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dc.contributor.authorZhou, Ziyi
dc.contributor.authorMacpherson, John
dc.contributor.authorGray, S.R.
dc.contributor.authorGill, Jason M.R.
dc.contributor.authorWelsh, Paul
dc.contributor.authorCelis-Morales, Carlos
dc.contributor.authorSattar, Naveed
dc.contributor.authorPell, J.P.
dc.contributor.authorHo, Frederick
dc.date.accessioned2022-01-10T14:53:07Z
dc.date.available2022-01-10T14:53:07Z
dc.date.issued2021
dc.identifier.urihttp://repositorio.ucm.cl/handle/ucm/3721
dc.description.abstractAims/hypothesis: People with obesity and a normal metabolic profile are sometimes referred to as having ‘metabolically healthy obesity’ (MHO). However, whether this group of individuals are actually ‘healthy’ is uncertain. This study aims to examine the associations of MHO with a wide range of obesity-related outcomes. Methods: This is a population-based prospective cohort study of 381,363 UK Biobank participants with a median follow-up of 11.2 years. MHO was defined as having a BMI ≥ 30 kg/m2 and at least four of the six metabolically healthy criteria. Outcomes included incident diabetes and incident and fatal atherosclerotic CVD (ASCVD), heart failure (HF) and respiratory diseases. Results: Compared with people who were not obese at baseline, those with MHO had higher incident HF (HR 1.60; 95% CI 1.45, 1.75) and respiratory disease (HR 1.20; 95% CI 1.16, 1.25) rates, but not higher ASCVD. The associations of MHO were generally weaker for fatal outcomes and only significant for all-cause (HR 1.12; 95% CI 1.04, 1.21) and HF mortality rates (HR 1.44; 95% CI 1.09, 1.89). However, when compared with people who were metabolically healthy without obesity, participants with MHO had higher rates of incident diabetes (HR 4.32; 95% CI 3.83, 4.89), ASCVD (HR 1.18; 95% CI 1.10, 1.27), HF (HR 1.76; 95% CI 1.61, 1.92), respiratory diseases (HR 1.28; 95% CI 1.24, 1.33) and all-cause mortality (HR 1.22; 95% CI 1.14, 1.31). The results with a 5 year landmark analysis were similar. Conclusions/interpretation: Weight management should be recommended to all people with obesity, irrespective of their metabolic status, to lower risk of diabetes, ASCVD, HF and respiratory diseases. The term ‘MHO’ should be avoided as it is misleading and different strategies for risk stratification should be explored.es_CL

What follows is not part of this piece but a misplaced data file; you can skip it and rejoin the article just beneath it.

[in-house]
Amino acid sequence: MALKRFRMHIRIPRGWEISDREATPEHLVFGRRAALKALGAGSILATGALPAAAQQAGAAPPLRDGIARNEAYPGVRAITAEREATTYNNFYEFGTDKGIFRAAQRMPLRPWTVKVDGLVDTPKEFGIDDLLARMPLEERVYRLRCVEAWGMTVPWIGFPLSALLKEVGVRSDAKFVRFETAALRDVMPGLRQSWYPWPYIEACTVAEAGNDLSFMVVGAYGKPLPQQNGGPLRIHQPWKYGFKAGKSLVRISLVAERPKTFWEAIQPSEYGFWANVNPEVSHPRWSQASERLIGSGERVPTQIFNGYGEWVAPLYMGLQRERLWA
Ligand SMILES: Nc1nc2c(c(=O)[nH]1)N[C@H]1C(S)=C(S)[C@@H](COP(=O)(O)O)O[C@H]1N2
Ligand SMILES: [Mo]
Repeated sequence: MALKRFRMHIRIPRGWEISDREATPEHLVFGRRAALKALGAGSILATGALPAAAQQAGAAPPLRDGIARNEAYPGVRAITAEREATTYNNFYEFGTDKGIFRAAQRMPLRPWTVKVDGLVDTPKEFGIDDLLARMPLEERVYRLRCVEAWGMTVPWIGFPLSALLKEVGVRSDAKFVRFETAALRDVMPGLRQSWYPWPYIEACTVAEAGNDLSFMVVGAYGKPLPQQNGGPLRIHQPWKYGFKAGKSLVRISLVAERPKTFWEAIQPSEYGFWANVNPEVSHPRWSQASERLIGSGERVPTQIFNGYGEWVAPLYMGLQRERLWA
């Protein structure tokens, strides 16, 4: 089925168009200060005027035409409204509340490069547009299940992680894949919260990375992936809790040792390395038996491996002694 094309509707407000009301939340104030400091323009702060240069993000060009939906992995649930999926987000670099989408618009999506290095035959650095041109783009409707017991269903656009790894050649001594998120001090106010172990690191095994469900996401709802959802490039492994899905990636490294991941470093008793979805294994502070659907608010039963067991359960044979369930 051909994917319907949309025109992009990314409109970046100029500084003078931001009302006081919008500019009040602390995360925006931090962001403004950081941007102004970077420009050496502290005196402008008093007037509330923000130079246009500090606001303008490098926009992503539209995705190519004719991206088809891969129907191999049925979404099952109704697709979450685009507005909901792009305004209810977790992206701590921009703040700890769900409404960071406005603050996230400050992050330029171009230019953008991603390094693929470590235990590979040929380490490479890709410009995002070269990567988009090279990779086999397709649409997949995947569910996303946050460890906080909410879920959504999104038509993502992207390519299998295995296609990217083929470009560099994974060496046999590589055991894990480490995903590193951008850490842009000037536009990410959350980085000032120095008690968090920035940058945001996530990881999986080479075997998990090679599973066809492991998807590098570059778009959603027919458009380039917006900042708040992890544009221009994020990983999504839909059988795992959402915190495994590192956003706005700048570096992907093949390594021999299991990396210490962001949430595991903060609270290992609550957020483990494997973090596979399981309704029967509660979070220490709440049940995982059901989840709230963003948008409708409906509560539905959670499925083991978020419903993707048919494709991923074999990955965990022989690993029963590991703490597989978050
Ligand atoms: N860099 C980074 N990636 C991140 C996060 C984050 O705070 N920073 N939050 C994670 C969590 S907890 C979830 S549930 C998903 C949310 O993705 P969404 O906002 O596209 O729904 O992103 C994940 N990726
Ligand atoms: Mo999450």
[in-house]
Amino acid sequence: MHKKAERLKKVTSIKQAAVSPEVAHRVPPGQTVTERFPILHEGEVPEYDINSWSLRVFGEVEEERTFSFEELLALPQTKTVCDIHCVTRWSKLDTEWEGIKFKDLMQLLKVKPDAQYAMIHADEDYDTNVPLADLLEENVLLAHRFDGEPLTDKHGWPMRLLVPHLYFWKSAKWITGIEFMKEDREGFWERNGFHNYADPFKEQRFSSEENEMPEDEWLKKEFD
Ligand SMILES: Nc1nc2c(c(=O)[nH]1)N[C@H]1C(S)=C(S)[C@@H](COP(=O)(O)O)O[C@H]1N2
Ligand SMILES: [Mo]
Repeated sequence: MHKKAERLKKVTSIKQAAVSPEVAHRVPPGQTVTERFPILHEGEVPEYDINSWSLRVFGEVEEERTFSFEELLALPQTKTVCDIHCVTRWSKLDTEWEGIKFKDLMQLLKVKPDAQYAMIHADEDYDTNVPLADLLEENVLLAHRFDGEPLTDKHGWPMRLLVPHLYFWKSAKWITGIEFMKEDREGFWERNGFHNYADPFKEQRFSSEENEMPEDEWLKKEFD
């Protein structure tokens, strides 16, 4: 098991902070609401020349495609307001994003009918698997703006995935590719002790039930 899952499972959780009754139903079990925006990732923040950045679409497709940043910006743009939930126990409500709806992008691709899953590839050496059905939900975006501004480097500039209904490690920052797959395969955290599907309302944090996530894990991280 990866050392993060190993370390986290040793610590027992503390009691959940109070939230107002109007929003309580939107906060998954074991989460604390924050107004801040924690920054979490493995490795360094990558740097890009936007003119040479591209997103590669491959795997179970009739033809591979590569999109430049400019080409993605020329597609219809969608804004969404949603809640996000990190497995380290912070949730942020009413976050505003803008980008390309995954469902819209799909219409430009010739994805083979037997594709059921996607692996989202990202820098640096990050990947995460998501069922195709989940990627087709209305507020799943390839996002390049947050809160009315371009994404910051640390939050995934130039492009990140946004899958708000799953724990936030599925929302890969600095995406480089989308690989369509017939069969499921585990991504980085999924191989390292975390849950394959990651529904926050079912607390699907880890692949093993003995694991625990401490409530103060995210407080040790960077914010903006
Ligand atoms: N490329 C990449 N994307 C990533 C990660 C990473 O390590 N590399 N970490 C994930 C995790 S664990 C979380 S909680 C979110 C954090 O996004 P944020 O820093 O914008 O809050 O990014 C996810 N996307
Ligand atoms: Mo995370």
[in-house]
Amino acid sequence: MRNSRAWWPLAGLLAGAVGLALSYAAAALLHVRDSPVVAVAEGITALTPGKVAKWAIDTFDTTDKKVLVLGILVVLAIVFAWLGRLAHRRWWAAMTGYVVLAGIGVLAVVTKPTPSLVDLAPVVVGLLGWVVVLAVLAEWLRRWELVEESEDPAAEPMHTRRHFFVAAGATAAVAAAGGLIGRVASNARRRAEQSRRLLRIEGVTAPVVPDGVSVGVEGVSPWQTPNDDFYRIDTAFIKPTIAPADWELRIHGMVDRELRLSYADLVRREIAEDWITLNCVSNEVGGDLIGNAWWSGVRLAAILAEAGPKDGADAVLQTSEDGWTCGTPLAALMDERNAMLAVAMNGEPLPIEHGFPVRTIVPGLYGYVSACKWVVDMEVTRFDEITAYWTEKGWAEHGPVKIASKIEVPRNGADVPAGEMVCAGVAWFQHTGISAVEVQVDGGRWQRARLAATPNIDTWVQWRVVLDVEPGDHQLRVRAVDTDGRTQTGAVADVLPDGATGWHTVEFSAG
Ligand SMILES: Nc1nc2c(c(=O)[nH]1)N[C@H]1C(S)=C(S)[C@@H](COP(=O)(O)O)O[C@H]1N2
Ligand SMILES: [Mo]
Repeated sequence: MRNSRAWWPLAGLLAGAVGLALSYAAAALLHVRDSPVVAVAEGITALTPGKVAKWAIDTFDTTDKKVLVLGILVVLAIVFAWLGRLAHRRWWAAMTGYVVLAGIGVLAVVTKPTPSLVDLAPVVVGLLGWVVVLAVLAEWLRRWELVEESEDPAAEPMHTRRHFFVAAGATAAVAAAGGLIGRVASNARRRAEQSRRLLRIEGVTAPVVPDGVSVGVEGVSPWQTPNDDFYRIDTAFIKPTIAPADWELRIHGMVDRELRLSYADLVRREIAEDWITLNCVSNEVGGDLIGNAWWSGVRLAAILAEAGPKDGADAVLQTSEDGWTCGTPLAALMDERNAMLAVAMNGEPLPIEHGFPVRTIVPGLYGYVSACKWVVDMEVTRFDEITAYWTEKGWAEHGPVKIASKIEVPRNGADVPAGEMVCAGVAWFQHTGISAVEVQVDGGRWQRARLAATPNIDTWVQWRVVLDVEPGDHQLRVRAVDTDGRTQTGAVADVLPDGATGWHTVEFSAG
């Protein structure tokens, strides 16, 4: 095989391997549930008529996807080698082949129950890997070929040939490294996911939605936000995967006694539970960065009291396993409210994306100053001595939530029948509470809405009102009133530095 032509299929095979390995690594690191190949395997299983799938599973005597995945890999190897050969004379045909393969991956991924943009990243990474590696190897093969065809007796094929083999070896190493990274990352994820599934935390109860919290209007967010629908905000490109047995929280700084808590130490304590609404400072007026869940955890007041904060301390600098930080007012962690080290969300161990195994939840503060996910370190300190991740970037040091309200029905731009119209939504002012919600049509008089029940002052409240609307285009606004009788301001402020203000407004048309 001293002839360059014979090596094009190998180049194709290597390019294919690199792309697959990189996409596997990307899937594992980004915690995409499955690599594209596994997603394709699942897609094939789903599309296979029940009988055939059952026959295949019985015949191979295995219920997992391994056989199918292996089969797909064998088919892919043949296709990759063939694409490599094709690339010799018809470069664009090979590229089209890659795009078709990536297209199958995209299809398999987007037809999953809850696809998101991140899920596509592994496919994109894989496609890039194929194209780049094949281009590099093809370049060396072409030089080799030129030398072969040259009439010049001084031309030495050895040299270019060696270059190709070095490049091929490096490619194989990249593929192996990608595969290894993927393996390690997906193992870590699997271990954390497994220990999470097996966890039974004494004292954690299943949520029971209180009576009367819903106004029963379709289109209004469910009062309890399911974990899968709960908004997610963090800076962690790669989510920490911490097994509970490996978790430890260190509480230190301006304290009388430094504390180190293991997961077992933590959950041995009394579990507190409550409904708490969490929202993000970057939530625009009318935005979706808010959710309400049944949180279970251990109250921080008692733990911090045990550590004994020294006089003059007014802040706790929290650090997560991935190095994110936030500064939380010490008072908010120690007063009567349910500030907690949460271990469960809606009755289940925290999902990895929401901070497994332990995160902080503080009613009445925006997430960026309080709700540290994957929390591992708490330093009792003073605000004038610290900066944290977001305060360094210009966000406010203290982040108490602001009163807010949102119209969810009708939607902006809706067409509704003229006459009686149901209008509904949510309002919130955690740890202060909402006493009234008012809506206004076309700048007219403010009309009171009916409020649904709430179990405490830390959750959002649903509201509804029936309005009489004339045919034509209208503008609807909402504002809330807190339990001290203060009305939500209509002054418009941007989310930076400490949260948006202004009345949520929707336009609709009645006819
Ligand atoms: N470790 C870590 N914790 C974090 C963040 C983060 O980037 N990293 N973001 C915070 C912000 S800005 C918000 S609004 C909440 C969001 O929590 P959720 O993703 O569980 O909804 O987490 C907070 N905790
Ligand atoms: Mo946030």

dc.language.isoenes_CL
dc.rightsAtribución-NoComercial-SinDerivadas 3.0 Chile*
dc.rights.urihttp://creativecommons.org/licenses/by-nc-nd/3.0/cl/*
dc.sourceDiabetologia, 64, 1963-1972es_CL
dc.subjectCardiovascular diseaseses_CL
dc.subjectMetabolically healthy obesityes_CL
dc.subjectObesityes_CL
dc.titleAre people with metabolically healthy obesity really healthy? A prospective cohort study of 381,363 UK Biobank participantses_CL
dc.typeArticlees_CL
dc.ucm.facultadFacultad de Ciencias de la Educaciónes_CL
dc.ucm.indexacionScopuses_CL
dc.ucm.indexacionIsies_CL
dc.ucm.urilink.springer.com/article/10.1007/s00125-021-05484-6es_CL
dc.ucm.doidoi.org/10.1007/s00125-021-05484-6es_CL


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